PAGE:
Yes, but still you can take the Trilemma in a first-difference way where you cannot simultaneously expand globalization and deepen democracy while keeping the nation state as it is. This is how you would apply the Trilemma when you are not in the corners but somewhere in between.

  1. How can these problems be applied to the actual situation that the Eurozone and, more generally, the European Union is facing now? What should be the right direction and the next steps or reforms that should we follow and implement?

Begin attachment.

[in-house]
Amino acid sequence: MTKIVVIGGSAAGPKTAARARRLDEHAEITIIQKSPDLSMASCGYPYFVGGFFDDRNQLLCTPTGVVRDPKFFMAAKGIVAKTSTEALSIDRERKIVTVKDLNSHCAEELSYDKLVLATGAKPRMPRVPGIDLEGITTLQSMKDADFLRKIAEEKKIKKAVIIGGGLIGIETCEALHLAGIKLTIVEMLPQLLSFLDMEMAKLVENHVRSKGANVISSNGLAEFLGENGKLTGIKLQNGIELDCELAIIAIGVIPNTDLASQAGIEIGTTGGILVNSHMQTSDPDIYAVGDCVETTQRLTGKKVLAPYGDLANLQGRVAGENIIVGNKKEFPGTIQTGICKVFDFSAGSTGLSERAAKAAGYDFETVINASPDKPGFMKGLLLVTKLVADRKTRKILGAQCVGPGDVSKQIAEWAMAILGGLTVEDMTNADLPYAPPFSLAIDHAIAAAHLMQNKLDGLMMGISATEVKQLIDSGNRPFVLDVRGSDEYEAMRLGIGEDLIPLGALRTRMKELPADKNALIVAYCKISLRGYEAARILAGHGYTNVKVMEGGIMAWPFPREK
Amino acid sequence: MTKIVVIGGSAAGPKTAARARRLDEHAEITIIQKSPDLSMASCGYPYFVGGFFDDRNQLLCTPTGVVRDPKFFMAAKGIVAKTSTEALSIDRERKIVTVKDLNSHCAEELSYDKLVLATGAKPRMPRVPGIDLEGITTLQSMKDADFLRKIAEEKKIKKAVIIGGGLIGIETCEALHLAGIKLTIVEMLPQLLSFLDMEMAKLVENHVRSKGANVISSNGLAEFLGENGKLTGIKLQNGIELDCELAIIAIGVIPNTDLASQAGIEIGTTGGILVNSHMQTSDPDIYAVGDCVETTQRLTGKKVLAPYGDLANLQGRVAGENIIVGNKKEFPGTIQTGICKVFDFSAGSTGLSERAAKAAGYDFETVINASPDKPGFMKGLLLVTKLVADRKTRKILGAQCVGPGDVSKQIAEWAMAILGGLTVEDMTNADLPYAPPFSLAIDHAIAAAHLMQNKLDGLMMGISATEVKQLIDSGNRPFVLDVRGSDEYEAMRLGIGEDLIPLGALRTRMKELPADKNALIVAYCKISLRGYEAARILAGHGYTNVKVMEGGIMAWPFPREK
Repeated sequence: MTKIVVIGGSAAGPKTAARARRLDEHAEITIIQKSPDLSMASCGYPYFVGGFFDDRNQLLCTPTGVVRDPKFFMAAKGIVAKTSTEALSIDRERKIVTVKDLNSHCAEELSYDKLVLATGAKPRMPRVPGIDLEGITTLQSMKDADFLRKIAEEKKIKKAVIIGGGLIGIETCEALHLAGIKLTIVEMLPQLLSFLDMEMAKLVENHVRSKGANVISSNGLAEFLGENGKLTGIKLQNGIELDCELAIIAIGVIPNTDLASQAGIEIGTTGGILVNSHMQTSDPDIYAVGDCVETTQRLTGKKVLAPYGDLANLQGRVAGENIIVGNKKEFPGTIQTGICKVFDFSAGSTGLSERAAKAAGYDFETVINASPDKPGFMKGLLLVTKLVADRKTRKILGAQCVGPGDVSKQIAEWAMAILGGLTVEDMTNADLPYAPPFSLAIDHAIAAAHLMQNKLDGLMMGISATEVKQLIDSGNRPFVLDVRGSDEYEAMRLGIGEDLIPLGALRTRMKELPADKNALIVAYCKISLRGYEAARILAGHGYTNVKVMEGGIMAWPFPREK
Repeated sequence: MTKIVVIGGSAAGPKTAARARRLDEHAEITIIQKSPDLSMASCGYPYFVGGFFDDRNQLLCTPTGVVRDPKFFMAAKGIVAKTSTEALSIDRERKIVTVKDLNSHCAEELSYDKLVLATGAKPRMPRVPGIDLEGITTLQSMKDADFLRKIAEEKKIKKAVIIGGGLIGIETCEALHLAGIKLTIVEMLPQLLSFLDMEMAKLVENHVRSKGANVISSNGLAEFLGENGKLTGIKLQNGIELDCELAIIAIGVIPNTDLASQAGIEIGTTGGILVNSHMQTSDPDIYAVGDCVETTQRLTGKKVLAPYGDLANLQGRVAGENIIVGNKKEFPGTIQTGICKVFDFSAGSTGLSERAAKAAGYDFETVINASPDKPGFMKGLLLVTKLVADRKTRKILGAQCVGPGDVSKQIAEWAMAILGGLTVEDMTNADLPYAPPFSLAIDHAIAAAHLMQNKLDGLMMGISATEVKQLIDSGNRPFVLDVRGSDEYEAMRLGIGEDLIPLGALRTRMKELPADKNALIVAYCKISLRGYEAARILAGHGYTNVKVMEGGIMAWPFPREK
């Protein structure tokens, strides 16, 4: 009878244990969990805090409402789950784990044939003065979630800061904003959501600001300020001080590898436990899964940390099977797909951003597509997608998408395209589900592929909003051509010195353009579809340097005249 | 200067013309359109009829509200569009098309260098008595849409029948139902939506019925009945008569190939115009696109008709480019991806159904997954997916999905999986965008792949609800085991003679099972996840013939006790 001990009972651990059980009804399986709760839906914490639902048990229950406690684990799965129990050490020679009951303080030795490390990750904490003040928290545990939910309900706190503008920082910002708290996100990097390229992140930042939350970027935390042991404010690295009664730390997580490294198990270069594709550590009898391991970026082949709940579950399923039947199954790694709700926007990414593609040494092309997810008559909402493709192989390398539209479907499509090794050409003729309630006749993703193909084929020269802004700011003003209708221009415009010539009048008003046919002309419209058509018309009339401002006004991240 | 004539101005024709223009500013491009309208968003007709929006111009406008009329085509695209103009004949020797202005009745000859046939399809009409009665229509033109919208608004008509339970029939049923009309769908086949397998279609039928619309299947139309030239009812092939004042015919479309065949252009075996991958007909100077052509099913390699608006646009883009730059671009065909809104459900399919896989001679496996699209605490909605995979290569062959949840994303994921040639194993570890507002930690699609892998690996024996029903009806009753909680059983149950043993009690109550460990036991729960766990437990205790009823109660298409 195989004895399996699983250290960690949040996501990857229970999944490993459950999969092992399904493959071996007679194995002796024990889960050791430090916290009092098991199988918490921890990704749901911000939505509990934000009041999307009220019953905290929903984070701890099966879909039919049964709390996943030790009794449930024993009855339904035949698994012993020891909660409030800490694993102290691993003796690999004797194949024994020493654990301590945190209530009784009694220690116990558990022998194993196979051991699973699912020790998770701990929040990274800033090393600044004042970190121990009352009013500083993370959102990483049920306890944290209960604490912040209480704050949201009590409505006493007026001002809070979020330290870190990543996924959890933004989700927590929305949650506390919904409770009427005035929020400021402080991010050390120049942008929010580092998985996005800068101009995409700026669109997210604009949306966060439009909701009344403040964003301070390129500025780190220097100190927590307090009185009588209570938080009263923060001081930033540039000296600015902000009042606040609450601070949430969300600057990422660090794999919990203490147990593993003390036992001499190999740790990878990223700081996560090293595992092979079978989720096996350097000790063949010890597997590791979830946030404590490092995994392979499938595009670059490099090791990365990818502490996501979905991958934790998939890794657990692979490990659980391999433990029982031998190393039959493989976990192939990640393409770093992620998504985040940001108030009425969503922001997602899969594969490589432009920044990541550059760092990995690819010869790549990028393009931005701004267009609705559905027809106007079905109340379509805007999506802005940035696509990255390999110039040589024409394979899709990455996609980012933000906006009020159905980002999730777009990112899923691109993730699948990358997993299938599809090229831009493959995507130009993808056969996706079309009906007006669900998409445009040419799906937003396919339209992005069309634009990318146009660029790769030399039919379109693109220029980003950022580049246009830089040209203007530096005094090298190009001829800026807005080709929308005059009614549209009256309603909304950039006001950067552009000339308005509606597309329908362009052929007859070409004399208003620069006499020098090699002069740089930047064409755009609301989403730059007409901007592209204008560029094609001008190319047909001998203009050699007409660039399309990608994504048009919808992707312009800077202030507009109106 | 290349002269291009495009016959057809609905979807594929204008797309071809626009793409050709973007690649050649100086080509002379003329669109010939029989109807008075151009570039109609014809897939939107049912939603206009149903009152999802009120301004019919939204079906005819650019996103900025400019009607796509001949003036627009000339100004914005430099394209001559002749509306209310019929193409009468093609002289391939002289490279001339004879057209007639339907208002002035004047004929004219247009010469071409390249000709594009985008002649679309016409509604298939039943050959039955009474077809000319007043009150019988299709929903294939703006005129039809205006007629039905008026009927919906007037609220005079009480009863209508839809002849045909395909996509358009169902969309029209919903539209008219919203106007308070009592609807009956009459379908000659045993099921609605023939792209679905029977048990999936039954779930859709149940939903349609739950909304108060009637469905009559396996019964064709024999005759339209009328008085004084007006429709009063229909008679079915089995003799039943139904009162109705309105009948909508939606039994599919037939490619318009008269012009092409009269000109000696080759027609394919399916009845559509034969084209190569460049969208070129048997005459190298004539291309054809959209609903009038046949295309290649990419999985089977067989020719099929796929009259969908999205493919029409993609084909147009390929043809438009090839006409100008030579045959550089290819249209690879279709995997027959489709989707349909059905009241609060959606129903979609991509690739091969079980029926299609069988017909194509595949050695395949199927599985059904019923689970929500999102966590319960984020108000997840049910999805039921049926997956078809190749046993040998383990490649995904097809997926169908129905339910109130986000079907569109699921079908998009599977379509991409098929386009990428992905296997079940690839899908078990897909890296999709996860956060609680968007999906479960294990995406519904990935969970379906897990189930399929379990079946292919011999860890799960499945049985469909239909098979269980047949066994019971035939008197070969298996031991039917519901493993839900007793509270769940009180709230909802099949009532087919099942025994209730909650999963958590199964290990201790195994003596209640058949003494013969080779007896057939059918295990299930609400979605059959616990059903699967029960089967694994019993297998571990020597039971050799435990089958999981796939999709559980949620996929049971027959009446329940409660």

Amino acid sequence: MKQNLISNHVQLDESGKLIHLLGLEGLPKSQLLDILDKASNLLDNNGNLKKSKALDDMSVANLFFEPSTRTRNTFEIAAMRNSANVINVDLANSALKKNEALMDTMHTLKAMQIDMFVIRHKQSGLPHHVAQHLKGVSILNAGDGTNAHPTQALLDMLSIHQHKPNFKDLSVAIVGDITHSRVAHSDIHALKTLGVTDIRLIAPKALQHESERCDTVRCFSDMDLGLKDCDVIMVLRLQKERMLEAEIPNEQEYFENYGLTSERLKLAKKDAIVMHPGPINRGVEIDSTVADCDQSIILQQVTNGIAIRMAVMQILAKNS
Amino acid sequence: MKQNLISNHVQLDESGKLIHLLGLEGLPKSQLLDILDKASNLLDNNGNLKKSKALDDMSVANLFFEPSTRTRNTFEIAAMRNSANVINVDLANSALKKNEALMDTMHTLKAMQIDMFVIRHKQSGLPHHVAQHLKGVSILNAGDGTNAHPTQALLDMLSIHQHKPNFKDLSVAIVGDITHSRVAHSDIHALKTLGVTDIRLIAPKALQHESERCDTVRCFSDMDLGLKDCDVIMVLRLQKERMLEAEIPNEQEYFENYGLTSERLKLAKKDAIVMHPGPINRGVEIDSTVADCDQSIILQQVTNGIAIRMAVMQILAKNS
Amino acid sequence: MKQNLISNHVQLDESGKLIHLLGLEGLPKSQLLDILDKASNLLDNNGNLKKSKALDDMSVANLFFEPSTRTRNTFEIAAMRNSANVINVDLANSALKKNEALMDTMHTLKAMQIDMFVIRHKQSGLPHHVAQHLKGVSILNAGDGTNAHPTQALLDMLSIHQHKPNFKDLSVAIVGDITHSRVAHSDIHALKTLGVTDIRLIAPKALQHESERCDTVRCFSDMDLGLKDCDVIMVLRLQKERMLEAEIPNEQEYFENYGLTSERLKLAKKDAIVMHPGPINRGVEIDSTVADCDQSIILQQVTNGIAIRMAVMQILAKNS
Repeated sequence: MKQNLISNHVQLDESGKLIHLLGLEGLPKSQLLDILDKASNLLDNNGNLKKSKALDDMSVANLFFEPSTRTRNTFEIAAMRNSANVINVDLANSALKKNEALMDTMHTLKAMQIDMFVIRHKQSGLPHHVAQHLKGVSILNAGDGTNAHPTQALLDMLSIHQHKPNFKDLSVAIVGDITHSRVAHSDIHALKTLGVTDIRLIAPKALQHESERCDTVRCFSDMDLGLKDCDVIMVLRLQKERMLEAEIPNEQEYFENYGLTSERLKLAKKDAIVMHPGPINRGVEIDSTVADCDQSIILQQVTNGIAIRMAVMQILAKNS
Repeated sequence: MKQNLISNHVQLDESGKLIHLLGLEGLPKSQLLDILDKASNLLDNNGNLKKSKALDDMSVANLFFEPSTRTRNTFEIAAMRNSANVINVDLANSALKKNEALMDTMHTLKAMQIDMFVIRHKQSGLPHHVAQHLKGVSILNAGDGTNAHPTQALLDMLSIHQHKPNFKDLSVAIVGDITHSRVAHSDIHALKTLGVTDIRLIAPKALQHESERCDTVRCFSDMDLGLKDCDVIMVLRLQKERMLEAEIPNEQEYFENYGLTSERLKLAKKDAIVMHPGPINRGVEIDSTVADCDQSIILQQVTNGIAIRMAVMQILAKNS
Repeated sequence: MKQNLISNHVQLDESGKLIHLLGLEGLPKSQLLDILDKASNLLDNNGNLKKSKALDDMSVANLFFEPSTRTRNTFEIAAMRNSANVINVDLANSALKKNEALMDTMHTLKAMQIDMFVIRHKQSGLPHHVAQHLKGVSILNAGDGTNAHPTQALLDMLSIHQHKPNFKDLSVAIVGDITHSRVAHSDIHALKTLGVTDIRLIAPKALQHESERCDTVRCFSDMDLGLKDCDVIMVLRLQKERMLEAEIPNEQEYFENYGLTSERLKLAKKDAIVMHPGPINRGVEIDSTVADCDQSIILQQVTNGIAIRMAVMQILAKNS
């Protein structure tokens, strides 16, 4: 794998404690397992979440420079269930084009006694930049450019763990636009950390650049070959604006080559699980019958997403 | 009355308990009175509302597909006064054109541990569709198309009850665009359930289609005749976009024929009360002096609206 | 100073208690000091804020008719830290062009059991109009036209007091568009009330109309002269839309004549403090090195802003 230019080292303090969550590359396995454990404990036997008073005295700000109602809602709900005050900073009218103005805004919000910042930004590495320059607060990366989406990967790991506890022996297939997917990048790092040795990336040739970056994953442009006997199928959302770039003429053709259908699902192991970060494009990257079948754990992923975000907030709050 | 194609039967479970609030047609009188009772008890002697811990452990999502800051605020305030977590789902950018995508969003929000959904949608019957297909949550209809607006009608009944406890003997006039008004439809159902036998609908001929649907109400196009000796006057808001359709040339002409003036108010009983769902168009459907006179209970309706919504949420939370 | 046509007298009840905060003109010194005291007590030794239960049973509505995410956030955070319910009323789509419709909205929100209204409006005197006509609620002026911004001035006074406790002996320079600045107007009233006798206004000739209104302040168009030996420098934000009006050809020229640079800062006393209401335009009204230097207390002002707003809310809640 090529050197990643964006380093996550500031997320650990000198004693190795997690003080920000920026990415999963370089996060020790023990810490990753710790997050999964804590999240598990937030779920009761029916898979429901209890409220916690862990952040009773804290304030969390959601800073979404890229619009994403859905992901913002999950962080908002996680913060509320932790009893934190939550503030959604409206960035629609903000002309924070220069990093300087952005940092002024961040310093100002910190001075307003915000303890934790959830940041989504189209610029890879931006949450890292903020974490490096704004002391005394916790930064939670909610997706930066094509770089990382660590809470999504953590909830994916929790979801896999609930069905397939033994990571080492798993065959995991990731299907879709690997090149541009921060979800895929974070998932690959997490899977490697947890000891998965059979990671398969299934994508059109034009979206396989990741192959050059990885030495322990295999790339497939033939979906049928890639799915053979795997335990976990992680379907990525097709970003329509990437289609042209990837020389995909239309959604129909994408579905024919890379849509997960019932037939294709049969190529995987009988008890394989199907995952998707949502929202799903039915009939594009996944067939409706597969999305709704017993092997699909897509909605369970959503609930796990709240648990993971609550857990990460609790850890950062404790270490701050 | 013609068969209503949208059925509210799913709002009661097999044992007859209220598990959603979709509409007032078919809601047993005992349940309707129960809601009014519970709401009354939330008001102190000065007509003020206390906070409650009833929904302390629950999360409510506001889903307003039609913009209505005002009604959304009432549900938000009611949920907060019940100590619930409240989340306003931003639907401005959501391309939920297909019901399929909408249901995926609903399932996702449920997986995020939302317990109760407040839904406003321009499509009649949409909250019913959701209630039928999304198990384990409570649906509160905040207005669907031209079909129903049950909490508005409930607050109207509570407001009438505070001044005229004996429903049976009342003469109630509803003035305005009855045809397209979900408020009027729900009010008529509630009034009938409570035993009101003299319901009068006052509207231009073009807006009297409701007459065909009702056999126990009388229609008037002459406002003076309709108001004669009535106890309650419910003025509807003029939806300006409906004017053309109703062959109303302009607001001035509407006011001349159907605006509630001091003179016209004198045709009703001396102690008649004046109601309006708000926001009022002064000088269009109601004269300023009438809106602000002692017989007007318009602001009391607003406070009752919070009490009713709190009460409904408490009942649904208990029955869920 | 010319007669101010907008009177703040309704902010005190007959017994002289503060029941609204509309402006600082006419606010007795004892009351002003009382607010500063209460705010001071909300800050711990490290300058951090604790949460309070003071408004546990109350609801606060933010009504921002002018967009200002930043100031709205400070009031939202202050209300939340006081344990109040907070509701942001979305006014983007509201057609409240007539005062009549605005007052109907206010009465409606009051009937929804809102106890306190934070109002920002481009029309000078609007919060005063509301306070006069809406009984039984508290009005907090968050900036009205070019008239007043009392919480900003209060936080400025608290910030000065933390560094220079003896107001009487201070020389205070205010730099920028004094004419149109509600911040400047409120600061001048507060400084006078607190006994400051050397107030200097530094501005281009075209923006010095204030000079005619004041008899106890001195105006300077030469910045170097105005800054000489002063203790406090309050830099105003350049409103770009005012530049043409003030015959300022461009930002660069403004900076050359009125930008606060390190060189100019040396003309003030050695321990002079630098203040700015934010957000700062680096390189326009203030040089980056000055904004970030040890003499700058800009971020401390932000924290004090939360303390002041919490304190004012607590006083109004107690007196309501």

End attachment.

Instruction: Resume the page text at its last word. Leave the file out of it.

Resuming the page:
As long as Europe wants to be governed democratically the choice has been either greater political union or less economic union: that is what the Trilemma says. I think that what the Eurozone has been doing is basically continually kicking the can down the road so we get a little bit of strengthening of transnational institutions like the Banking Union, but very little in terms of the creation of transnational political community and transnational fiscal and political institutions that would need to underpin a true political and economic union. So when you are stuck in the middle of very uncomfortable ground, what the Trilemma suggests is that you get a democratic backlash, just as in 1920’s and 1930’s with an ugly form of politics, because the respectable political forces have committed themselves ideologically to continue the union and remain economically with the union: this creates the argument for restrictions on European institutions, on immigration, and even potentially leaving the Eurozone. Those arguments can only be made by extremist groups, and you are essentially empowering these extreme groups, whereas on the left or on the right, as we have seen on the latest European elections, this is a completely predictable outcome of these trade-offs which the Trilemma encapsulates.